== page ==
http://www.access.gpo.gov/nara/cfr/waisidx_05/36cfr1_05.html

Art Eatman
August 25, 2006, 12:38 PM
Whether or not any gun can be possessed or used for whatever purpose is a variable that depends on the legislation which created a particular national park.

Some legislation precludes hunting, for instance. Other legislation makes no mention of hunting or self-defense.

In many cases, then, a ban is a function of the views of past administrators who've never read the originating legislation.

It appears to me that two laws would solve the problem (as we view national park regulations as a problem): One would be a generic law authorizing CHLs to be valid in parks. The other would speak to hunting in those parks where it's physically feasible and biologically appropriate.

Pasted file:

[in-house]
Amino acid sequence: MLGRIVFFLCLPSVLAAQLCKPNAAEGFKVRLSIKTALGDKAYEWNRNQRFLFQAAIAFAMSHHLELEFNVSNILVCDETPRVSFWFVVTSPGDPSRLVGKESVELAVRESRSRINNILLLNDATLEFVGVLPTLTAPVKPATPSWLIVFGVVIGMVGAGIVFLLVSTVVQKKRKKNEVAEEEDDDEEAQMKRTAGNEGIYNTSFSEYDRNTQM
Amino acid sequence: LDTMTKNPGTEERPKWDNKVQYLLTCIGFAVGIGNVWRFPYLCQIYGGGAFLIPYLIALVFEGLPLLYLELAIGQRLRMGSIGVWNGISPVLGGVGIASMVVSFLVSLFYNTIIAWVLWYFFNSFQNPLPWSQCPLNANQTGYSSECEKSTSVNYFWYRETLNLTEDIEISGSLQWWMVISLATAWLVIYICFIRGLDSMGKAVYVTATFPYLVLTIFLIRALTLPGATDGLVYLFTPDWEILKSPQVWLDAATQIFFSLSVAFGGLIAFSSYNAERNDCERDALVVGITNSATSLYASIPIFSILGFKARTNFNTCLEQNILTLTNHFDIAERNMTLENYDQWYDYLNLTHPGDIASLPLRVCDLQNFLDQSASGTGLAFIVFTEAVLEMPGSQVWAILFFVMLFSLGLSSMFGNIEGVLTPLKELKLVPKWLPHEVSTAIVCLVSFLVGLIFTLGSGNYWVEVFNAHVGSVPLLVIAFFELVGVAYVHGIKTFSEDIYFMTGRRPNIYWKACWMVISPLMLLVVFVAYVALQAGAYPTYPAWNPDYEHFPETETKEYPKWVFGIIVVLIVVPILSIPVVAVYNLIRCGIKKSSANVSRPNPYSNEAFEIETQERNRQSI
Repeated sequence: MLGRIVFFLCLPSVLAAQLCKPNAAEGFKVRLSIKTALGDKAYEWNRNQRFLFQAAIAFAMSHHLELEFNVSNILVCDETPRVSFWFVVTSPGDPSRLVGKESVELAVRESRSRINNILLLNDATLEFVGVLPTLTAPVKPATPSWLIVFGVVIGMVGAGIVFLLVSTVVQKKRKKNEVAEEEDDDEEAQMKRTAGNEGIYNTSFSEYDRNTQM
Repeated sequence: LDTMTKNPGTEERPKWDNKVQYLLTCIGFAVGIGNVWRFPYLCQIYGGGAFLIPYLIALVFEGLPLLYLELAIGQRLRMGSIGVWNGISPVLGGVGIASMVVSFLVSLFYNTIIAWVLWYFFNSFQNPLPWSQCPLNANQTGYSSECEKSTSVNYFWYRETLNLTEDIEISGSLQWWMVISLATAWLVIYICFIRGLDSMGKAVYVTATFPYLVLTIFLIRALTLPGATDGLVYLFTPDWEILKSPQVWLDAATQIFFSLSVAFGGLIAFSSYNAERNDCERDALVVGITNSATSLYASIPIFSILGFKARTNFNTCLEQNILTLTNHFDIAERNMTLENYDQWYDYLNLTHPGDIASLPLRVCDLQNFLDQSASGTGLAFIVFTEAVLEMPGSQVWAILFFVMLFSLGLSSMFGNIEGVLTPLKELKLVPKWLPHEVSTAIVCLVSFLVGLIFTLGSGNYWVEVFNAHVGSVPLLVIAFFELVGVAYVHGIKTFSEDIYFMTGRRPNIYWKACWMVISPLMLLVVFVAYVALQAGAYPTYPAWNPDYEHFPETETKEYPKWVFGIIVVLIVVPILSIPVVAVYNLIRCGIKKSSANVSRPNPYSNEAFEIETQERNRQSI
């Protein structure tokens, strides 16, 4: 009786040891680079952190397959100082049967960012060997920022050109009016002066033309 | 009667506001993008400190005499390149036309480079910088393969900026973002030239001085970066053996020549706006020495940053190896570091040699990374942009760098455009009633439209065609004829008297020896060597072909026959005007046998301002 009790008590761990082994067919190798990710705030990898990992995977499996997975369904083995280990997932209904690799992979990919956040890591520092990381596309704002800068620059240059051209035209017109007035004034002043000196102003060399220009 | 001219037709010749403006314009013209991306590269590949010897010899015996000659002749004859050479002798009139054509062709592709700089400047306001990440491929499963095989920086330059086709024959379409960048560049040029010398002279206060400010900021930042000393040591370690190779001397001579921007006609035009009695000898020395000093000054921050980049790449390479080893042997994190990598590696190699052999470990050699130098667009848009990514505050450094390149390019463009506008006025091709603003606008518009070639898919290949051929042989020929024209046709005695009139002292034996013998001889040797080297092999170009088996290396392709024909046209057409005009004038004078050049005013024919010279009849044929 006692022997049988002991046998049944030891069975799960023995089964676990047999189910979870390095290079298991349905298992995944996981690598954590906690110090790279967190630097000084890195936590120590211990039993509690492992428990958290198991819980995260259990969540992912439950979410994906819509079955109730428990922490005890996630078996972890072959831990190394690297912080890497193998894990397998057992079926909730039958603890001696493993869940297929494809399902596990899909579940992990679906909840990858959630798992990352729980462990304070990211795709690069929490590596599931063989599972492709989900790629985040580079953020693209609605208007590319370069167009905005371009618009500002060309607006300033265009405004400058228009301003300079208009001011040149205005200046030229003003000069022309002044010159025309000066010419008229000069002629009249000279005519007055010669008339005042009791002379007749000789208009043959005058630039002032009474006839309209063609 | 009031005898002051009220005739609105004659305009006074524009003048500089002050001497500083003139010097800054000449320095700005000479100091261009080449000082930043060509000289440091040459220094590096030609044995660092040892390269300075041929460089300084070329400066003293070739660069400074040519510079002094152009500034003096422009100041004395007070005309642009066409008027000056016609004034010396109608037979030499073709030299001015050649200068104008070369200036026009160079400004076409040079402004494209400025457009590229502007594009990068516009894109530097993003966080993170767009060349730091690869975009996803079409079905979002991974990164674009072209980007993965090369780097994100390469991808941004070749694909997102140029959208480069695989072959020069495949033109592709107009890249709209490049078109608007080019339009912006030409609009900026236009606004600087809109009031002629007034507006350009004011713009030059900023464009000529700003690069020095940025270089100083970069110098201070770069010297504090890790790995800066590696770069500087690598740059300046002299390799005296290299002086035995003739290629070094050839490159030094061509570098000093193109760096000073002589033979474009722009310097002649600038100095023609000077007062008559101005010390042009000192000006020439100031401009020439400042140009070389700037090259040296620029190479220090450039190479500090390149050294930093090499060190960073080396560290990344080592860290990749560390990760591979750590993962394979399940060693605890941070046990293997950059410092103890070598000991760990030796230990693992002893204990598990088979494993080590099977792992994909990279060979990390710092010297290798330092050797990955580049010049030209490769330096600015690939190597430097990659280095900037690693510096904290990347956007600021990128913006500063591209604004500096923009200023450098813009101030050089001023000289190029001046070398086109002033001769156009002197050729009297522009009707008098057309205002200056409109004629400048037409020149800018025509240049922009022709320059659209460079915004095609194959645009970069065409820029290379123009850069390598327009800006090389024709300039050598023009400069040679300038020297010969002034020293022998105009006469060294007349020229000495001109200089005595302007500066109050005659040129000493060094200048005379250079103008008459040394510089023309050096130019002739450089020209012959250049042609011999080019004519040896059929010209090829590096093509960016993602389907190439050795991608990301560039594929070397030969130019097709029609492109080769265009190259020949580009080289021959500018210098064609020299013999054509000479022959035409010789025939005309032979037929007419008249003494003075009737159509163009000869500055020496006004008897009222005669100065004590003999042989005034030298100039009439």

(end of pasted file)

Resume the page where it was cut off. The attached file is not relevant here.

Art

Smurfslayer
August 25, 2006, 12:55 PM
VCDL has a petition in to the DOI to amend the offending regulation. I keep a running tab on progress here: http://bighammer.net/timeline.html

Also linked in my signature. That petition is still alive and viable, but gun owner's need to get out from behind their keyboards and get on the phone to their federal delegation to push this through. It's not sexy, but it would remove one HELL of a gun free zone from the United States...

Malum Prohibitum
August 28, 2006, 01:49 PM
Smurfslayer, thanks for keeping the running tab, but you need to flip it over so the most recent is at the top.

stevelyn
August 28, 2006, 07:20 PM
I believe hunting is allowed in portions of some of the national parks in Alaska.

Yes it is. Specifically for residents of Anaktuvuk Pass which lies within the boundries of Gates of the Arctic NP. Residents living within and along the boundries of Kobuk Valley NP and Noatak Natl. Preserve.